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For some reason, there are not many Black punters and kickers in the NFL. However, there have been a few that have broken color barriers over the years, and have had a lot of success on the field. One was former Miami Dolphins legend Reggie Roby. He opened the door for any Black athlete that wants to kick in the NFL. However, Roby will never get to see anyone who follows in his footsteps on the football field as he sadly died at a young age. 

Reggie Roby was an excellent punter for the Miami Dolphins

Roby went to the Miami Dolphins in the sixth round of the 1983 NFL draft out of Iowa. He began playing in 1983, and in his second season in 1984, Roby was a Pro Bowl selection and a First-Team All-Pro. He had 51 punts that season for 2,281 yards, and a 44.7 yards-per-punt average. 

The Dolphins were very successful in his first couple of years too. They lost in the Super Bowl during the 1984 season, and then made it to the AFC Championship Game again in 1985.

Roby continued to have success in 1985. In 1986, though, he not only had a 44.2 yards-per-punt average, but he led the NFL in the longest punt of the season with a 73-yarder. He also led the NFL in longest punt in 1987 with a 77-yarder. 

In 1989, Roby earned a Pro Bowl selection again. Then in 1991, Roby led the NFL in yards-per-punt with 45.7. Roby’s last season with the Dolphins was in 1992. 

He then played for the Washington Redskins in 1993 and 1994. In the 1994 season, he earned his third Pro Bowl selection and was a First-Team All-Pro again with a 44.4 yards-per-punt average. He also had a career-high 82 punts that year. 

In his last four seasons in the league, Roby played for three different teams. This includes the Houston Oilers in 1996, and in 1997 when they became the Tennesee Oilers. The 1998 season was Roby’s last in the NFL. He is 25th all-time in career punts and 23rd all-time in career punting yards.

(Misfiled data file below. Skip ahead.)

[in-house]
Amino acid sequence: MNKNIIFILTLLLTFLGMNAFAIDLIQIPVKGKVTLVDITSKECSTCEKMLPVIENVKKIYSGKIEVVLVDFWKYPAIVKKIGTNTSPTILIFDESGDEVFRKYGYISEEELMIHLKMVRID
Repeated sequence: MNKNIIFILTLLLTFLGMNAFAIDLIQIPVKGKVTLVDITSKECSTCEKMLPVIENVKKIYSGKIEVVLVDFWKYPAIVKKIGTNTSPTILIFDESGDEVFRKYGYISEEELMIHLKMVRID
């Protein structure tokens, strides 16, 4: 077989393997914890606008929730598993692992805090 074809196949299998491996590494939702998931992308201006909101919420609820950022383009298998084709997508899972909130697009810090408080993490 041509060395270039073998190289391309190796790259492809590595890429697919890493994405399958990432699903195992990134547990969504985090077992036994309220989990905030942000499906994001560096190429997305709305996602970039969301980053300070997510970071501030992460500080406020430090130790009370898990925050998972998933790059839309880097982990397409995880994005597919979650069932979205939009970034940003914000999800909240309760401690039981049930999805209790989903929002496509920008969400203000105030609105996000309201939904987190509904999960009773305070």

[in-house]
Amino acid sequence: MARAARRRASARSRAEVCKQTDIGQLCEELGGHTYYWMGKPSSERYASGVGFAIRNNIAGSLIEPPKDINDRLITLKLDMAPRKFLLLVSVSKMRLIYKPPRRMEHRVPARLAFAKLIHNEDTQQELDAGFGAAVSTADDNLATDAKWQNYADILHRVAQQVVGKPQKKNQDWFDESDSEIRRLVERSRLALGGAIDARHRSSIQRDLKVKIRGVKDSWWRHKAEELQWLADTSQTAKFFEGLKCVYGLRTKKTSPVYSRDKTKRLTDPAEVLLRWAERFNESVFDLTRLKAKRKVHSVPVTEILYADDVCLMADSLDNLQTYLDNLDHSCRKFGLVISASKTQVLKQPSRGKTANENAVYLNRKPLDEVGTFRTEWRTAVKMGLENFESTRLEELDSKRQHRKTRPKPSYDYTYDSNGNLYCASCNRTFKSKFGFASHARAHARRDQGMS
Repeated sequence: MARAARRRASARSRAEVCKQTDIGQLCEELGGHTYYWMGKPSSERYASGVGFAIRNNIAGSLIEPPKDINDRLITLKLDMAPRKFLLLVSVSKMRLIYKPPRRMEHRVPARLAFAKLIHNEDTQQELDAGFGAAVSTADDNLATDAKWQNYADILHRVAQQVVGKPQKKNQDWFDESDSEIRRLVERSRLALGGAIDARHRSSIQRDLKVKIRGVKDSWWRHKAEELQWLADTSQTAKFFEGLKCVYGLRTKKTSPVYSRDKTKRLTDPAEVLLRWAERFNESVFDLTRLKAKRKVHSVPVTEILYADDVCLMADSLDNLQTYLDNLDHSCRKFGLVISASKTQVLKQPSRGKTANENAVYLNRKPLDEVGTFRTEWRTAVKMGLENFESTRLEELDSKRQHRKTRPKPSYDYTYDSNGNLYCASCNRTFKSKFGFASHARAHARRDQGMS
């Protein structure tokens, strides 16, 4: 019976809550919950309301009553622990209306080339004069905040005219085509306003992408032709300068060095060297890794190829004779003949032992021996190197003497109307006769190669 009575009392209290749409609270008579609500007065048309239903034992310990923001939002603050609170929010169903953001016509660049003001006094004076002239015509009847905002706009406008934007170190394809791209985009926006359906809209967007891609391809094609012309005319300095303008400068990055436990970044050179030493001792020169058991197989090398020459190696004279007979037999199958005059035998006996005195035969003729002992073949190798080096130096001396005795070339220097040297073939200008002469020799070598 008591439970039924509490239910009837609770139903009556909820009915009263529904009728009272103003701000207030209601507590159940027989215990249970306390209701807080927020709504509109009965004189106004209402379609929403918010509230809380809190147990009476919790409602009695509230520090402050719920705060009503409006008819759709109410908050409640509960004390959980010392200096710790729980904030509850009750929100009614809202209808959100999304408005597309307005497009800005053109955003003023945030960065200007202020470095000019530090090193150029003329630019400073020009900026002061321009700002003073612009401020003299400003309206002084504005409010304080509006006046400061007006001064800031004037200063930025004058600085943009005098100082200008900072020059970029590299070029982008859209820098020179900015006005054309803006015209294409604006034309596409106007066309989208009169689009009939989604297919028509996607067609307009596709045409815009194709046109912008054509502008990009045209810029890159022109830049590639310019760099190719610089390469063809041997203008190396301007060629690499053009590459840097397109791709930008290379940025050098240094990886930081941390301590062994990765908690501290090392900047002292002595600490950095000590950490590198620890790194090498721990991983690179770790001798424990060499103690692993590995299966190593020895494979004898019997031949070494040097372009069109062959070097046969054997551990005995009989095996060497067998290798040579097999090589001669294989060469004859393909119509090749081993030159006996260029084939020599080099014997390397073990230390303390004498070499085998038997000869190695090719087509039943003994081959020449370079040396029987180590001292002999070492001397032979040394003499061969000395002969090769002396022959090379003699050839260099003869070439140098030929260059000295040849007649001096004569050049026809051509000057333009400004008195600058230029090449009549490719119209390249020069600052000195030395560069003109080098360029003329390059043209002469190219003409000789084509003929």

Roby broke down color barriers in the NFL

There haven’t been many Black punters and kickers not only in the NFL but also in college football. In August 2019, The Undefeated reported that there were, at the time, nearly 900 scholarships available for specialists in Division I. However, only two players were reported as exceptions to the all-White demographic at big schools. 

Marquette King was a punter for the Oakland Raiders from 2012 through 2017 and the Denver Broncos in 2018. He was the first successful Black punter in the NFL since Roby retired in 1998, according to USA Today

The Undefeated credited Roby and Greg Coleman for breaking down color barriers in their 2019 piece. Coleman became the first Black punter in NFL history in 1977, according to USA Today. He played in 12 seasons, most of them being with the Minnesota Vikings. 

So, why are there not many Black punters or kickers in the league’s history?

“You’ve got to want to be a punter,” Coleman said, according to USA Today. “You can have the physical ability, but you’ve got to want to be a punter. Because in my neighborhood (growing up), everybody wanted to be a running back, a wide receiver.”

King had some excellent seasons for the Raiders. Roby, however, never got to see it. 

He tragically died at only 43 years old

Reggie Roby was a very successful punter for the Miami Dolphins and broke down color barriers in the NFL. He, however, sadly died too young.
Reggie Roby of the Miami Dolphins kicks against the San Francisco 49ers during the 1985 Super Bowl. | Focus on Sport via Getty Images

Not many years after he last played in the NFL, Roby died in 2005 at only 43 years old. The South Florida Sun Sentinel reported at the time of his death that his wife reportedly found him unconscious and without a pulse on the floor. The cause of death was not initially released. However, the South Florida Sun Sentinel reported in 2018 that he died from heart problems. 

“I was saddened to hear about Reggie Roby,” former Dolphins coach Don Shula said in 2005, according to the South Florida Sun Sentinel. Shula died in 2020. “On walkthroughs in domed stadiums the day before the game, he always would try to hit the top of the dome with a punt. He sometimes succeeded. Reggie helped define the position.”

Legendary Dolphins quarterback Dan Marino was also upset about Roby’s passing. 

“He was a great Dolphin, and it’s hard to take, especially for a guy so young like that,” Marino said, according to the South Florida Sun Sentinel. “A normal punter? No. He was known for his hang time and the big punts, so everybody’s going to miss Reggie.”

Reggie Roby meant a lot to the sport of football as he was not only a great punter, but he paved the way for any future Black punters or kickers in the NFL.

Stats courtesy of Pro Football Reference